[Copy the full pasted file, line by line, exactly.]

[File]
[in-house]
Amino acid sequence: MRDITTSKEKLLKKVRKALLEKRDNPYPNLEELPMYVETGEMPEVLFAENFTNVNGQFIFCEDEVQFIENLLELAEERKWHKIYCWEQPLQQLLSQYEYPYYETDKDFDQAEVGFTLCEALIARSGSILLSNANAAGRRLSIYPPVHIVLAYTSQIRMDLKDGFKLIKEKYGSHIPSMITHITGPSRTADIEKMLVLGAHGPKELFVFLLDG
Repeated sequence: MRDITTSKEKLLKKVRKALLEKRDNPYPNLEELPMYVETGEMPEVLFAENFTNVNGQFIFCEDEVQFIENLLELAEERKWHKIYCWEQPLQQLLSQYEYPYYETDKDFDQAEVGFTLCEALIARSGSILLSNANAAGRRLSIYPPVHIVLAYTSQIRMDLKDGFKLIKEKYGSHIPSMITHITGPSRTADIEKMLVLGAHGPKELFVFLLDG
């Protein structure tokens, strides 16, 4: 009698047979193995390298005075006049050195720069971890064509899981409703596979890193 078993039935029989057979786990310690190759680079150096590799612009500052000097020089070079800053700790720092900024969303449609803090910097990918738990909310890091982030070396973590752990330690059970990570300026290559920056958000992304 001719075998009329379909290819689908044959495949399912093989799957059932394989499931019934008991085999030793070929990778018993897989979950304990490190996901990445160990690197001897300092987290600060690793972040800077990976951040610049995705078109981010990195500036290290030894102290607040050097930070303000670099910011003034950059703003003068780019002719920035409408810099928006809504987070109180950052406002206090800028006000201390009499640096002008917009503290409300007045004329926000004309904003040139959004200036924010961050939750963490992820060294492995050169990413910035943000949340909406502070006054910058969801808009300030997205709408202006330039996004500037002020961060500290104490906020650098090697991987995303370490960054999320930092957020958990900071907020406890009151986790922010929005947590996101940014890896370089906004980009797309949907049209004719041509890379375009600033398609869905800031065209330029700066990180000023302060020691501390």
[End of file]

[in-house]
Amino acid sequence: MRDITTSKEKLLKKVRKALLEKRDNPYPNLEELPMYVETGEMPEVLFAENFTNVNGQFIFCEDEVQFIENLLELAEERKWHKIYCWEQPLQQLLSQYEYPYYETDKDFDQAEVGFTLCEALIARSGSILLSNANAAGRRLSIYPPVHIVLAYTSQIRMDLKDGFKLIKEKYGSHIPSMITHITGPSRTADIEKMLVLGAHGPKELFVFLLDG
Repeated sequence: MRDITTSKEKLLKKVRKALLEKRDNPYPNLEELPMYVETGEMPEVLFAENFTNVNGQFIFCEDEVQFIENLLELAEERKWHKIYCWEQPLQQLLSQYEYPYYETDKDFDQAEVGFTLCEALIARSGSILLSNANAAGRRLSIYPPVHIVLAYTSQIRMDLKDGFKLIKEKYGSHIPSMITHITGPSRTADIEKMLVLGAHGPKELFVFLLDG
């Protein structure tokens, strides 16, 4: 009698047979193995390298005075006049050195720069971890064509899981409703596979890193 078993039935029989057979786990310690190759680079150096590799612009500052000097020089070079800053700790720092900024969303449609803090910097990918738990909310890091982030070396973590752990330690059970990570300026290559920056958000992304 001719075998009329379909290819689908044959495949399912093989799957059932394989499931019934008991085999030793070929990778018993897989979950304990490190996901990445160990690197001897300092987290600060690793972040800077990976951040610049995705078109981010990195500036290290030894102290607040050097930070303000670099910011003034950059703003003068780019002719920035409408810099928006809504987070109180950052406002206090800028006000201390009499640096002008917009503290409300007045004329926000004309904003040139959004200036924010961050939750963490992820060294492995050169990413910035943000949340909406502070006054910058969801808009300030997205709408202006330039996004500037002020961060500290104490906020650098090697991987995303370490960054999320930092957020958990900071907020406890009151986790922010929005947590996101940014890896370089906004980009797309949907049209004719041509890379375009600033398609869905800031065209330029700066990180000023302060020691501390």